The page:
NCPA - National Center for Policy Analysis

The Push for Privatization in Britain

September 25, 2001

Almost all of Britain's medical care and education is still run -- and paid for -- by the state.

  • In 1998-99, spending on publicly-funded patients treated privately was only about 5 percent of total expenditures of the National Health Service.
  • In education, only two publicly-funded schools are now being run by private-sector organizations -- with one more due to open next year.

But Prime Minister Tony Blair has plans to push privatization further through his "private finance initiative," or PFI.

  • In health, the government plans to make use of spare capacity in the private sector and to use private health managers to run some of the new stand-alone surgery centers it is setting up.
  • The government wants to allow private parties to put forward proposals for new schools when the local education authorities have identified the need for them.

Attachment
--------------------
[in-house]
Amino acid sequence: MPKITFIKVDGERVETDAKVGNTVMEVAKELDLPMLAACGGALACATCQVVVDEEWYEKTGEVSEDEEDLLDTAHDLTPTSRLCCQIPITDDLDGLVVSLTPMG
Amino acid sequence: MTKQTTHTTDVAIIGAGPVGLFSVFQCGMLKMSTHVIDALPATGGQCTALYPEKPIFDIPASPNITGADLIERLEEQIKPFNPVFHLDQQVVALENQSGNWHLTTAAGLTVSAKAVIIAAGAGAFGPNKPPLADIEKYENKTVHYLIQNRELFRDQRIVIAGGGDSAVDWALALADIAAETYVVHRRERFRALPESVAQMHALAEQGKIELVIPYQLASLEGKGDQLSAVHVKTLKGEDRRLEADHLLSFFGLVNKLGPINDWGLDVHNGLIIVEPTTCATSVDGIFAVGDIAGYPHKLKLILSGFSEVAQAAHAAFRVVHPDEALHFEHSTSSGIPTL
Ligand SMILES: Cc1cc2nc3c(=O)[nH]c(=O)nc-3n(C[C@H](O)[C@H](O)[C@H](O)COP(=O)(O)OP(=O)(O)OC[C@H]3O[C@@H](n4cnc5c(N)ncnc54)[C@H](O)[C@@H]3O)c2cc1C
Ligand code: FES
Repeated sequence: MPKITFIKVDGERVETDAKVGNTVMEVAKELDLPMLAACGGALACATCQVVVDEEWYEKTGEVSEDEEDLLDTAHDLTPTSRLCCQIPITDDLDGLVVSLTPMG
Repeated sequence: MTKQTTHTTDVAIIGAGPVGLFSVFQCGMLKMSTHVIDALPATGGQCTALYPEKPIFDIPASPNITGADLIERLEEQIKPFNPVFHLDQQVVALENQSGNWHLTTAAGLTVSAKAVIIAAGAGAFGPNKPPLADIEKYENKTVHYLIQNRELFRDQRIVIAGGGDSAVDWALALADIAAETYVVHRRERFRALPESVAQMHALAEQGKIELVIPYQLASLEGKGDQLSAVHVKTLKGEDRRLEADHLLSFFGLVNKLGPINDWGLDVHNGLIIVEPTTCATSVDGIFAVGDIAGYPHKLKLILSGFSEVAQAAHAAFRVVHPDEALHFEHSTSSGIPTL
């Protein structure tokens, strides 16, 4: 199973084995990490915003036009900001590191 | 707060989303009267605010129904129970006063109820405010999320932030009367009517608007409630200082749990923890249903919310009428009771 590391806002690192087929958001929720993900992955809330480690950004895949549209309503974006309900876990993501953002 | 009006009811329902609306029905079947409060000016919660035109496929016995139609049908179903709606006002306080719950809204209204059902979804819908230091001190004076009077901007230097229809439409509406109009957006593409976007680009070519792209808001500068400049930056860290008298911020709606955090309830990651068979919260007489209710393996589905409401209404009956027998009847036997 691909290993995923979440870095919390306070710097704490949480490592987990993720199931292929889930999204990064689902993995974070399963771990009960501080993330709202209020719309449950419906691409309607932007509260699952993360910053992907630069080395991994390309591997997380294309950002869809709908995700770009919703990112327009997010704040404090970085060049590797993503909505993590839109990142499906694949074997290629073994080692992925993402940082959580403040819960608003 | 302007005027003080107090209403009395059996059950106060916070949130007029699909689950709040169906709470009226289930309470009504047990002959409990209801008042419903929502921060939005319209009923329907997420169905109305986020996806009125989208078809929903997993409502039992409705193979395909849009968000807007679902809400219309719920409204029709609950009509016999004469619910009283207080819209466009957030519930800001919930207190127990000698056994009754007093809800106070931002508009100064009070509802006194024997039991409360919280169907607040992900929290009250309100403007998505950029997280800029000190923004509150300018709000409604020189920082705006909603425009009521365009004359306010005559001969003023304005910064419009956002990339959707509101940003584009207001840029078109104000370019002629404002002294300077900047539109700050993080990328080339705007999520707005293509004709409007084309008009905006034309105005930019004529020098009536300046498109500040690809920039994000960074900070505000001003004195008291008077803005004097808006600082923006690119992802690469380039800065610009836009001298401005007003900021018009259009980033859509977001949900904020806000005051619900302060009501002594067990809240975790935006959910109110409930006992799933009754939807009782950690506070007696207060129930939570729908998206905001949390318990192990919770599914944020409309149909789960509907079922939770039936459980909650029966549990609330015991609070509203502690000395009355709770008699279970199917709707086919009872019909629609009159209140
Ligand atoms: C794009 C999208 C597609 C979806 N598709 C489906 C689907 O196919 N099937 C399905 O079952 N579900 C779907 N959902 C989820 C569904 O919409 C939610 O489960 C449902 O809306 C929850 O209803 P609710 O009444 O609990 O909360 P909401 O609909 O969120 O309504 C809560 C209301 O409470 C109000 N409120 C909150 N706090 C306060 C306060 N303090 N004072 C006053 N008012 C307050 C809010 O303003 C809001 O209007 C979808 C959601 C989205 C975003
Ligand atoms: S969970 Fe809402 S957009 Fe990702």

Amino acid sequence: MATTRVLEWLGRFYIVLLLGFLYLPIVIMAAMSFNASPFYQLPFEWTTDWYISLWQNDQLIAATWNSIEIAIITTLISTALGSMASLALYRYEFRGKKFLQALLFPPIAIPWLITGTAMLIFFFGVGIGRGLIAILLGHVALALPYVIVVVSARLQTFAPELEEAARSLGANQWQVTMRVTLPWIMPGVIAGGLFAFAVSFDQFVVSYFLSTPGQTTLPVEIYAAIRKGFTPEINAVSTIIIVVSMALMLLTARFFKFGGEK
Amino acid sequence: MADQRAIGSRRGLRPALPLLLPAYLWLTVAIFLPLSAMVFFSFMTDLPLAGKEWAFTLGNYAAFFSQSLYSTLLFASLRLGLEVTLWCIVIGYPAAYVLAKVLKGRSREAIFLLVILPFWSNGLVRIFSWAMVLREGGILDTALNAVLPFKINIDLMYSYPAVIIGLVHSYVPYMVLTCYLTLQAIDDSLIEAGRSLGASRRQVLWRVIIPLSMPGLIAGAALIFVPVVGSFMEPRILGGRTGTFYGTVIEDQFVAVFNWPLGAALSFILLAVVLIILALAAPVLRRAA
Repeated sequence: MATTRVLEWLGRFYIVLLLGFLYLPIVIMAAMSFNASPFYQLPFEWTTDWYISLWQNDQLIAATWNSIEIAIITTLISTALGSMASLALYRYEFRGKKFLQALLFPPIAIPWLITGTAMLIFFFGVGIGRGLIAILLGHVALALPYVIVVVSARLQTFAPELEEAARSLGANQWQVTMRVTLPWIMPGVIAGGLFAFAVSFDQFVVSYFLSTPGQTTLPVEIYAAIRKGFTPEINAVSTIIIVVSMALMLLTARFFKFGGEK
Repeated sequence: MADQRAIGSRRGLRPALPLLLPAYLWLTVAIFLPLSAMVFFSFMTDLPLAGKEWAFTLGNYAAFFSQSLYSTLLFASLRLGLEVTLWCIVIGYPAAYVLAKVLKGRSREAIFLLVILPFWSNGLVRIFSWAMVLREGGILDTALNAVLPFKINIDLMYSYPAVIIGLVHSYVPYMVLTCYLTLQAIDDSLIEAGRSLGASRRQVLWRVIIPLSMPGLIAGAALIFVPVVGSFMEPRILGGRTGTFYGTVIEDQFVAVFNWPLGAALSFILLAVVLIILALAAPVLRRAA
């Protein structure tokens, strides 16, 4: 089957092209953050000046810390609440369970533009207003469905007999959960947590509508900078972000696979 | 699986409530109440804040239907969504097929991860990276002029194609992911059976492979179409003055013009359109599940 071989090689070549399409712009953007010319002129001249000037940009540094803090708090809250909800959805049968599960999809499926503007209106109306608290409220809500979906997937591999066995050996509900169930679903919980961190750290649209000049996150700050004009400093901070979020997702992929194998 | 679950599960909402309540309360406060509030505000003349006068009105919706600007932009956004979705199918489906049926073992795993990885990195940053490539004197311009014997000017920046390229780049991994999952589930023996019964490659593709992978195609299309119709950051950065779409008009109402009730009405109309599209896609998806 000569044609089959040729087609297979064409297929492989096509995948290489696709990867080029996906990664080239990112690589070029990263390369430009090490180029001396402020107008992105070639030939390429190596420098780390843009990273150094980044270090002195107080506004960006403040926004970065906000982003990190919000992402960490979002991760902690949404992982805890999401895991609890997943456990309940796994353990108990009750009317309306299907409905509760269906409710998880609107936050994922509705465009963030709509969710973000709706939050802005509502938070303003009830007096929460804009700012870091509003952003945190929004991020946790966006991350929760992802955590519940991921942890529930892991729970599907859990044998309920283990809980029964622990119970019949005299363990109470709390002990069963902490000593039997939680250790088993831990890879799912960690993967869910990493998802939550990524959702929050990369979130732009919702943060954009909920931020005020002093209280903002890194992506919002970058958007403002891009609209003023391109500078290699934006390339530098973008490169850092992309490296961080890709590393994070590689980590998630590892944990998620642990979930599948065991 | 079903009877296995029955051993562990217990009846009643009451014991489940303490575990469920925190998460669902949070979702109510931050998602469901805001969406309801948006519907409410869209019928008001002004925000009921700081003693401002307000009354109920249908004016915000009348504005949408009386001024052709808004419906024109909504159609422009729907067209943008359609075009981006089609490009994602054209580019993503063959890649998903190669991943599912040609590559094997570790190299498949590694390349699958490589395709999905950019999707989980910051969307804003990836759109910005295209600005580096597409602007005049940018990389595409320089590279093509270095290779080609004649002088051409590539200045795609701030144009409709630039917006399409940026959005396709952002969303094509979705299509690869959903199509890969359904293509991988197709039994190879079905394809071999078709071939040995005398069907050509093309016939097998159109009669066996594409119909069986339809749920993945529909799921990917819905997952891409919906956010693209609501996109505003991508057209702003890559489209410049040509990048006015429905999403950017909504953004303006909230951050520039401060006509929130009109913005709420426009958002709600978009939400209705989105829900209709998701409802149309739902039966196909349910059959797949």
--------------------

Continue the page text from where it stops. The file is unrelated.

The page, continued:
• PFI schemes have already commenced in the prison industry -- where private interests have built and are running four prisons.

Blair's agenda might seem strange for a Labor Party politician. And, indeed, he is running into the vehement opposition of Trades Union bosses who are afraid privatization will mean the gradual demise of union strength based on public-sector employees.

  • Although the private sector accounts for three-quarters of civilian employment, only 19 percent of its employees are union members.
  • By contrast, the union membership rate in the public sector is 60 percent.

So the unions have good reason to fear the transfer of public sector jobs to the private sector.

Source: "King Tony and the Barons," Economist, September 15, 2001.

 

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